T minus 377 days!
377 days remain, just over one year– quite a significant amount of time. Considering that the duration of the mission up to landing is 3906 days, this is merely the final10 percent of a 10-year-long journey through interplanetary space.
The climax will be the critical landing phase, which will only last a few hours, and during which the planning, development and operational efforts of more than 15 years of hard work will be put to the test. It is this reality that the Operations Team at DLR/MUSC in Cologne is facing together with their national and international partners.
The pioneering and challenging space mission I am referring to is the Rosetta mission, with the Philae lander, launched in March 2004. An international consortium provided the necessary funding and support to realise the Philae Lander, important part of the Rosetta mission, and the team at DLR in Cologne is responsible for most of the operational, engineering and management tasks. The team at DLR/MUSC is working closely with CNES, responsible for science planning and navigation, as well as the scientific community and subsystem providers that, together, make up the Philae project team, and of course with ESA, responsible for the Rosetta mission.
Preparations for landing in T minus 377 days: Philae in the DLR Landing and Mobility Test Facility (LAMA). Image: DLR (CC-BY 3.0)
Cruising piggy-back on Rosetta since the launch, Philae is well protected from the harsh space environment and enjoys the luxury of travelling without using any of its on-board resources. Together with Rosetta, it has had the opportunity to be involved in three Earth swing-bys, a Mars swing-by and two asteroid fly-bys. Philae’s scientific instruments, which were designed for deciphering the structure, composition, environment and general characteristics of the comet, had the opportunity to participate in these exciting events as a warm-up for the finale, which starts in 2014 after Rosetta wakes up from hibernation. In addition, numerous spacecraft checkouts and characterisations were performed during the seven-year cruise phase, prior to the three-year hibernation phase, keeping not only the hardware, but also the ground teams in shape.
Prior to the grand finale, however, both Philae and Rosetta were put into a three-year hibernation phase in 2011 – the entire spacecraft was switched off, and placed into spin stabilisation without any contact to Earth until January 2014. During these three years, Rosetta has continued to travel into deep space further than any solar powered spacecraft ever before, reaching a maximum distance of 5.29 Astronomical Units from the Sun, which is close to Jupiter’s orbit and through the asteroid belt. In January 2014, the hibernation phase will come to an end as Rosetta, all by itself, will wake up, stop spinning, return to a three-axis stabilised attitude, and resume contact with Earth. Until then, nothing can be done from the ground to help Rosetta!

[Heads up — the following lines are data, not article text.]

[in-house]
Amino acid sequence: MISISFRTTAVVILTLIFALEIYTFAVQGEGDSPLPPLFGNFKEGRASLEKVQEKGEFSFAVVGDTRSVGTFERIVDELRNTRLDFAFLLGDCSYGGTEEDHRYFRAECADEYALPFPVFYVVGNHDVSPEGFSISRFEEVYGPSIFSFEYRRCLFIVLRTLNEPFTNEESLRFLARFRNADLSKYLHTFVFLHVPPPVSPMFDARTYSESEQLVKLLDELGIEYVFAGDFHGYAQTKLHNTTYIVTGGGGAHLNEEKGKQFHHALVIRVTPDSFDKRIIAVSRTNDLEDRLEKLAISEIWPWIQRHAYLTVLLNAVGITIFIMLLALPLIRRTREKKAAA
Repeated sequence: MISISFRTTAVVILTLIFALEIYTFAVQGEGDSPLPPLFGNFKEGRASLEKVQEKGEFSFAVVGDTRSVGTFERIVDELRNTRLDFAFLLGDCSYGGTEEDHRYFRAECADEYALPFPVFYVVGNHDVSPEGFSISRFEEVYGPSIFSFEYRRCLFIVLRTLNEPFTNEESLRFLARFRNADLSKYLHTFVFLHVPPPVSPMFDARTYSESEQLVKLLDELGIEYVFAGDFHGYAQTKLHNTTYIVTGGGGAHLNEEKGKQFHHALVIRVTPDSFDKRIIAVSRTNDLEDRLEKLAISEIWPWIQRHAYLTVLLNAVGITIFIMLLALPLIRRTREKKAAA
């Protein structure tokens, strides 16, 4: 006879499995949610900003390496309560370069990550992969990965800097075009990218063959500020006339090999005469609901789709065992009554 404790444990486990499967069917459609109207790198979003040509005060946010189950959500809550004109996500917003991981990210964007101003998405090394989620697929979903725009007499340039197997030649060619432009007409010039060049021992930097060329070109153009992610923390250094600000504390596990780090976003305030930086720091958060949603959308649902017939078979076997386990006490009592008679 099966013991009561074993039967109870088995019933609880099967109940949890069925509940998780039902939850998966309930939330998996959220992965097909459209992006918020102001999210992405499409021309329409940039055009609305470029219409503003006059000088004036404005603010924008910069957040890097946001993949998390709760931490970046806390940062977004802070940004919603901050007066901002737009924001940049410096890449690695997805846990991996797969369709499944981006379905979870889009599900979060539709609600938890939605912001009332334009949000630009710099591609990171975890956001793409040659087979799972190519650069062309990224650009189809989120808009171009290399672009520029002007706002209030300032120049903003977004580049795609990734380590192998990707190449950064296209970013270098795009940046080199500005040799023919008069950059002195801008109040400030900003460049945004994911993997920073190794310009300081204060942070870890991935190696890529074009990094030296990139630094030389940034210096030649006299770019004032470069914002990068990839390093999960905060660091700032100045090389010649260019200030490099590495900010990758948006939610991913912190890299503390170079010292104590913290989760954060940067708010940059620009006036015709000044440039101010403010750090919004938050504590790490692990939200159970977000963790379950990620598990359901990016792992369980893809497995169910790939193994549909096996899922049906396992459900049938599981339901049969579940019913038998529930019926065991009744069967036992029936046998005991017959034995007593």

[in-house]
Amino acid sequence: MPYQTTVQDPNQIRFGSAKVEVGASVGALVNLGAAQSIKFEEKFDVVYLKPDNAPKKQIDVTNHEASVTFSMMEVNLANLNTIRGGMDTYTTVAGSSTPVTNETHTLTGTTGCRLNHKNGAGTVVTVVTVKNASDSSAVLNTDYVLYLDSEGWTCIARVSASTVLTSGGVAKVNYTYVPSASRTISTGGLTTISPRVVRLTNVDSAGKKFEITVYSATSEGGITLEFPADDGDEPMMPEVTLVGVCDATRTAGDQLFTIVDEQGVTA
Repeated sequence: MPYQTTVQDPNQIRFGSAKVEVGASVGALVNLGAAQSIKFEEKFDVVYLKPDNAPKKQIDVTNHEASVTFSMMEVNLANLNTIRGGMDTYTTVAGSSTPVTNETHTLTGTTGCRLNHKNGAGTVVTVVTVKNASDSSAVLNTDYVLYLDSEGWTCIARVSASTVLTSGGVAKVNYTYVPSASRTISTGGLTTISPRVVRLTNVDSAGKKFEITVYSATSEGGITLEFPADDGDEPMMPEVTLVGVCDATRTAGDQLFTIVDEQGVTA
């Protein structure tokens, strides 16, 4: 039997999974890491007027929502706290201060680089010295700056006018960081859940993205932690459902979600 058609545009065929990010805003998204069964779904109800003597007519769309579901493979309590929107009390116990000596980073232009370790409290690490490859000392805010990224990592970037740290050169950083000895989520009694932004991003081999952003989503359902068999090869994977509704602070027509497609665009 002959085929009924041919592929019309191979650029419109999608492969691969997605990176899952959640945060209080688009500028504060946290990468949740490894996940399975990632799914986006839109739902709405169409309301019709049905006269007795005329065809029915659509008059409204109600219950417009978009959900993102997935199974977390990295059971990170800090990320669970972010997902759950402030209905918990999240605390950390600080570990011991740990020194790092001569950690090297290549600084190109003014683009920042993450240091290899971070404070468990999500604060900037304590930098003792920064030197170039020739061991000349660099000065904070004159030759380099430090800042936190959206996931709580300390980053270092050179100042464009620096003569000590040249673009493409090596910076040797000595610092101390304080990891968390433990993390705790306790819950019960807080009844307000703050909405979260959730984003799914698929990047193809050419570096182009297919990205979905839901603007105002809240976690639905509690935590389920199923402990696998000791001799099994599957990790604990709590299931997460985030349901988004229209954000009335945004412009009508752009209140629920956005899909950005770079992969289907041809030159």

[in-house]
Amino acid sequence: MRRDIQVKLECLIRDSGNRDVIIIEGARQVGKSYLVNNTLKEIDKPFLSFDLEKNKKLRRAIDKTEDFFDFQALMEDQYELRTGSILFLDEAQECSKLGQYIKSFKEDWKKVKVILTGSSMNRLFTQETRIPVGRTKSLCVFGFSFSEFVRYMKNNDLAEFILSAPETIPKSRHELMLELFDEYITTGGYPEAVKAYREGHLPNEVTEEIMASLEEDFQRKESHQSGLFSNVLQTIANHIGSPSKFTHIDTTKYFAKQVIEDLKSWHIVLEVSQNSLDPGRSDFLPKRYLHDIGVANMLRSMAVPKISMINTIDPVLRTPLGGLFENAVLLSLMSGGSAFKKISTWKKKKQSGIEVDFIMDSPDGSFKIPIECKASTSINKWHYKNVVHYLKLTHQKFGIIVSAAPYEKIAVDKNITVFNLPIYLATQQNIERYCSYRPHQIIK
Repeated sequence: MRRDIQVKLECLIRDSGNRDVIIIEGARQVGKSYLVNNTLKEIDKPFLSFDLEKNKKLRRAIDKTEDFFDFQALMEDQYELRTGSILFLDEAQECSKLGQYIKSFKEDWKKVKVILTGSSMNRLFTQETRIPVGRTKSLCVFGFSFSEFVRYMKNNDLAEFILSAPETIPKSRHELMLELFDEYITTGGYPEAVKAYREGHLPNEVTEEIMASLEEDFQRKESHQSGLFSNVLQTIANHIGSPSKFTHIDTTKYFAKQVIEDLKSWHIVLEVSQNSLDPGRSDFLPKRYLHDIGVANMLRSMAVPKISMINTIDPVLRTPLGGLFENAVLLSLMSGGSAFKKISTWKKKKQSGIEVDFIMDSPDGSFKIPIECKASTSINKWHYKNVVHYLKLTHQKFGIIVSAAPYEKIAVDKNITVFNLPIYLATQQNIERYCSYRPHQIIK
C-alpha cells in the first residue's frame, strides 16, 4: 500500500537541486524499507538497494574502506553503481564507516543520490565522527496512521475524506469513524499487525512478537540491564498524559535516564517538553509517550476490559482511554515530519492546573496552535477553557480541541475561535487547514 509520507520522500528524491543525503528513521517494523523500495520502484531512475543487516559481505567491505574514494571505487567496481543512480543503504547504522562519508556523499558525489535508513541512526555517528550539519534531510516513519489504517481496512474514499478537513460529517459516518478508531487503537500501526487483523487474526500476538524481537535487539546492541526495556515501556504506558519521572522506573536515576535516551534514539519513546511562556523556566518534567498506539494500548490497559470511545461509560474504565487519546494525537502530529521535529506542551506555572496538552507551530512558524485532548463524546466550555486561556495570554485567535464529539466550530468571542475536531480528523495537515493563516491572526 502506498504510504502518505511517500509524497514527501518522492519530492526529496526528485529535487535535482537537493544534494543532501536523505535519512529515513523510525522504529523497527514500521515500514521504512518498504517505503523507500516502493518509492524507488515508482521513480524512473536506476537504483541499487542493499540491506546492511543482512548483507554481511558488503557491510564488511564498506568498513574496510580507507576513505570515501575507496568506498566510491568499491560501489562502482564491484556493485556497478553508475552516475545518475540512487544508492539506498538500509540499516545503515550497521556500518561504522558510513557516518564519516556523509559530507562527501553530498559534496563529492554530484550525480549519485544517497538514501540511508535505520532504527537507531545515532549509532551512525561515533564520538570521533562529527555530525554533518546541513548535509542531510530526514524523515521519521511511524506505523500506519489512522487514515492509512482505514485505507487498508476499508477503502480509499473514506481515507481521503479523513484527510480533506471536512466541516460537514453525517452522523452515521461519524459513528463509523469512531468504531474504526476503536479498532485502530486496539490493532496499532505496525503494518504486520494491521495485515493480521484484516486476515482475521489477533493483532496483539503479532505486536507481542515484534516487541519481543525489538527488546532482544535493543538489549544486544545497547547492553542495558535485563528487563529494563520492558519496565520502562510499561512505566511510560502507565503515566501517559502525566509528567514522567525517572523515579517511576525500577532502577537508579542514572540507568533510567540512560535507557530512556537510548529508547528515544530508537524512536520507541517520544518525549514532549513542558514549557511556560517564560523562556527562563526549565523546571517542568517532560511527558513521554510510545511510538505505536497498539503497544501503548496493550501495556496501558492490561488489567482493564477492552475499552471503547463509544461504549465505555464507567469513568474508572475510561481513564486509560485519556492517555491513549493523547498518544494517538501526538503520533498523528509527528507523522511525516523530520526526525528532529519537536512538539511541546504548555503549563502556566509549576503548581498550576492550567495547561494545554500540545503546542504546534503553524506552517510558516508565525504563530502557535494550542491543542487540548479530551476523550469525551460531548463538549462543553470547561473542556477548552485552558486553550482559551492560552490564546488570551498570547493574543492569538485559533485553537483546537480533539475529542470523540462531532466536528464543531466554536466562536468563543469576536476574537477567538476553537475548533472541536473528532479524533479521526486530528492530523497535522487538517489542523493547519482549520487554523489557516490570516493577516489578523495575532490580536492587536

DLR engineers prepare for the first ever landing on a comet using a model faithful to the lander. Image: DLR (CC-BY 3.0)
Upon wake-up, the ultimate challenge that Rosetta and Philae will face together is to chase, catch and conquer an opponent that does not play by the rules. Larger and more hostile than initially thought, comet 67P Churyumov-Gerasimenko is 'out of spec'. Philae was initially designed for a much less massive comet. However, due to a launcher problem the launch was postponed and a new comet had to be found. 67P is much larger than the 'in spec' comet and, although some last minute technical modifications were introduced, the already complicated landing has become even more challenging. Current scientific observations and predictions also indicate that the comet will be more active than was assumed during the development phase. Although it is exactly this property that makes comets so scientifically interesting, the operations team would prefer to deal with this activity only after a successful landing.
Philae lander (centre) on board the ESA Rosetta spacecraft
All the ingredients that make this mission an extraordinary blend of engineering skill, accurate planning, risk mitigation and science are in place. The Rosetta mission will further our understanding of comets, the origin of the Solar System and the formation of life on Earth.